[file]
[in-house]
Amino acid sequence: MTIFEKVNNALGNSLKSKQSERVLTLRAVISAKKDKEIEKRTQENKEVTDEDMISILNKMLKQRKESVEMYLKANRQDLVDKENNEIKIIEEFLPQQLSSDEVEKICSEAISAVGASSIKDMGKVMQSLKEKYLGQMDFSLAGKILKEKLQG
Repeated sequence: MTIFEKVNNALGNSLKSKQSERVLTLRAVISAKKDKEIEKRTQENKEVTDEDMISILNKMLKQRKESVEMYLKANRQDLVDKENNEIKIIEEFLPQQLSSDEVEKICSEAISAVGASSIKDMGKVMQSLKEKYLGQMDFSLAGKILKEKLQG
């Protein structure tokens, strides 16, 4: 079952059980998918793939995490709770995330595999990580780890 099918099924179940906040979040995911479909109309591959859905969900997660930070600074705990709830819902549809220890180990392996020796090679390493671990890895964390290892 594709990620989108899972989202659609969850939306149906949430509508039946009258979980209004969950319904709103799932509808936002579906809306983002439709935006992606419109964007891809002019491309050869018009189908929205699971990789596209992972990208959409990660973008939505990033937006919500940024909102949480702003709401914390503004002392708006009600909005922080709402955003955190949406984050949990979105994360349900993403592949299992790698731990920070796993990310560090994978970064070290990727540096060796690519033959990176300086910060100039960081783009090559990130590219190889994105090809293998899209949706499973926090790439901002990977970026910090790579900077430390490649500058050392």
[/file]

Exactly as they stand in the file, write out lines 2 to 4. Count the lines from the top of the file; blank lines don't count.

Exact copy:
Amino acid sequence: MTIFEKVNNALGNSLKSKQSERVLTLRAVISAKKDKEIEKRTQENKEVTDEDMISILNKMLKQRKESVEMYLKANRQDLVDKENNEIKIIEEFLPQQLSSDEVEKICSEAISAVGASSIKDMGKVMQSLKEKYLGQMDFSLAGKILKEKLQG
Repeated sequence: MTIFEKVNNALGNSLKSKQSERVLTLRAVISAKKDKEIEKRTQENKEVTDEDMISILNKMLKQRKESVEMYLKANRQDLVDKENNEIKIIEEFLPQQLSSDEVEKICSEAISAVGASSIKDMGKVMQSLKEKYLGQMDFSLAGKILKEKLQG
């Protein structure tokens, strides 16, 4: 079952059980998918793939995490709770995330595999990580780890 099918099924179940906040979040995911479909109309591959859905969900997660930070600074705990709830819902549809220890180990392996020796090679390493671990890895964390290892 594709990620989108899972989202659609969850939306149906949430509508039946009258979980209004969950319904709103799932509808936002579906809306983002439709935006992606419109964007891809002019491309050869018009189908929205699971990789596209992972990208959409990660973008939505990033937006919500940024909102949480702003709401914390503004002392708006009600909005922080709402955003955190949406984050949990979105994360349900993403592949299992790698731990920070796993990310560090994978970064070290990727540096060796690519033959990176300086910060100039960081783009090559990130590219190889994105090809293998899209949706499973926090790439901002990977970026910090790579900077430390490649500058050392």